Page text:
We asked Tao Orion, the author of Beyond the War on Invasive Species: A Permaculture Approach to Ecosystem Restoration to tell us a little bit about her new book. We’ll provide our own review in the future, but here’s what she has to say!
Beyond the War on Invasive Species: A Permaculture Approach to Ecosystem Restoration offers a holistic perspective on invasive species and their management. Invasive plant and animal species are considered one of the primary threats to ecological integrity and global biodiversity today, thus many people consider their eradication a top priority. However, though invasive species may appear troublesome, the ecological processes that underlie their proliferation (many of which we are directly responsible for) are much more concerning, but are not necessarily as easily addressed. For example, an invasive plant like salt cedar growing along the Colorado River appears to be displacing native vegetation, but this view focuses on the plant itself as a driver of ecological change, rather than piecing together the complex dynamics of water use and over-allocation on the river. But when you do that analysis, its clear that only a plant like salt cedar would survive there, and that the contemporary lack of native species like willow and cottonwood has more to do with the ways that we have altered the flow and course of the river and less to do with the presence of salt cedar. The so-called ‘war on invasive species’ is one that is narrowly focused on organisms rather than acknowledging changed and changing ecosystems.
Beyond the War takes a look at invasive species and their management from a permaculture-based perspective. Though permaculture is often thought of as a system of farming or gardening, the ethics and principles at its core are based on in-depth understanding of natural systems. From an ecological perspective, invasive species aren’t necessarily ‘good’ just as they aren’t necessarily ‘bad’ – they are making the best out of the available situation. Native plants also have very desirable qualities, but if they are unable to thrive, and it appears that an invasive species is displacing them, then we have to look at the ecological conditions that are facilitating the invasion, and work from there if we wish to steer the ecosystem toward more productive ends.
My book focuses on use of invasive species in the context of managing their populations, rather than focusing solely on eradicating them. Kudzu, for example, is a highly multi-functional plant. It’s a perennial nitrogen fixer, goats and cows can eat the high protein leaves, the root (also known as arrowroot) is a common ingredient used to thicken soups and gluten-free breads, it’s medicinal, bees relish its prolific flowers, and its massive roots stabilize erosion-prone slopes. These attributes could be put to use – grazing goats and cows on kudzu in the southeastern U.S. rather than feeding them alfalfa grown in California’s deserts would be a great way to start a Permaculture-type restoration plan. In the process, the landscape where kudzu once grew could be replanted to native hardwoods like hickory and black walnut, and the young trees would benefit from the prodigious nitrogen made available by the kudzu roots. If these types of activities—small-scale, locally adapted, and based in holistic concepts—happened on a large enough scale, even the ecosystem where alfalfa grows in southern California could be restored to greater diversity as demand for products from far away places declines.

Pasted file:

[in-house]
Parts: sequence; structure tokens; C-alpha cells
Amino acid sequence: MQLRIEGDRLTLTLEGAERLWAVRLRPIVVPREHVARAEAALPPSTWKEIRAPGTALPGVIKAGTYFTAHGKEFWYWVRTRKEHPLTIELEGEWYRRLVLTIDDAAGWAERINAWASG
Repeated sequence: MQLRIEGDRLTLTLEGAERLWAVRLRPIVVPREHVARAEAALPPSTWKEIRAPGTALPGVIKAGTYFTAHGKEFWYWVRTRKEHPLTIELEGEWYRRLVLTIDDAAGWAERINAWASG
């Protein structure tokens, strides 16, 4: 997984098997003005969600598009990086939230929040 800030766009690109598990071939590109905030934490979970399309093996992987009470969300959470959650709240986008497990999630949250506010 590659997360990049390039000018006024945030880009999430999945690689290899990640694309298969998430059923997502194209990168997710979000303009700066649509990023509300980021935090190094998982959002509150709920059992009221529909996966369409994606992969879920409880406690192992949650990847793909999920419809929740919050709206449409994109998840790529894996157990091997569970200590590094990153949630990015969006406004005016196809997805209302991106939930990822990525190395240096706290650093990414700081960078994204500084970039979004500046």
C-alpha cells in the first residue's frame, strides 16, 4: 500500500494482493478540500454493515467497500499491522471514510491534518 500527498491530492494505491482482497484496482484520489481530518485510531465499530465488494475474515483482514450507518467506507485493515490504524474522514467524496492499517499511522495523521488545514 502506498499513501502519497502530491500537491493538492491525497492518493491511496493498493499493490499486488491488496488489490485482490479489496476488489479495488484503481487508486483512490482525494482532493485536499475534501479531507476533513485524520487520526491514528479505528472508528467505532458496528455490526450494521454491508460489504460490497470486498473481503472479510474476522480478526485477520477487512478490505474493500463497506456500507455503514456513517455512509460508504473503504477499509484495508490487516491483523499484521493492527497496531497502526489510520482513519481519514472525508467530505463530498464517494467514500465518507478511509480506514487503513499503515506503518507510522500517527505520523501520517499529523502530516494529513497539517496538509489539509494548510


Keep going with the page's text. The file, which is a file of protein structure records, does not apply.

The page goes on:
Restoration can and should be about more than just removing invasive species. We should be looking at the big picture of how our daily needs are met, and question the relative ecological value of those activities. Restoration as a practice tends to focus efforts on certain landscapes and not others – restoration is generally not part of the planning process of planting an 8,000 acre field of soybeans, clear cutting a forest for plywood, planning a housing development, or adding lanes to a highway. However, ecosystem services and the organisms they support are heavily affected by agriculture, forestry, and urban/suburban development, and the way that these activities are carried out deserve at least as much scrutiny for their role in degrading ecological function as do novel species. Beyond the War on Invasive Species offers compelling examples of how to think differently about the ecological functionality of invasive species in the context of creating a more diverse, abundant, and dynamic world.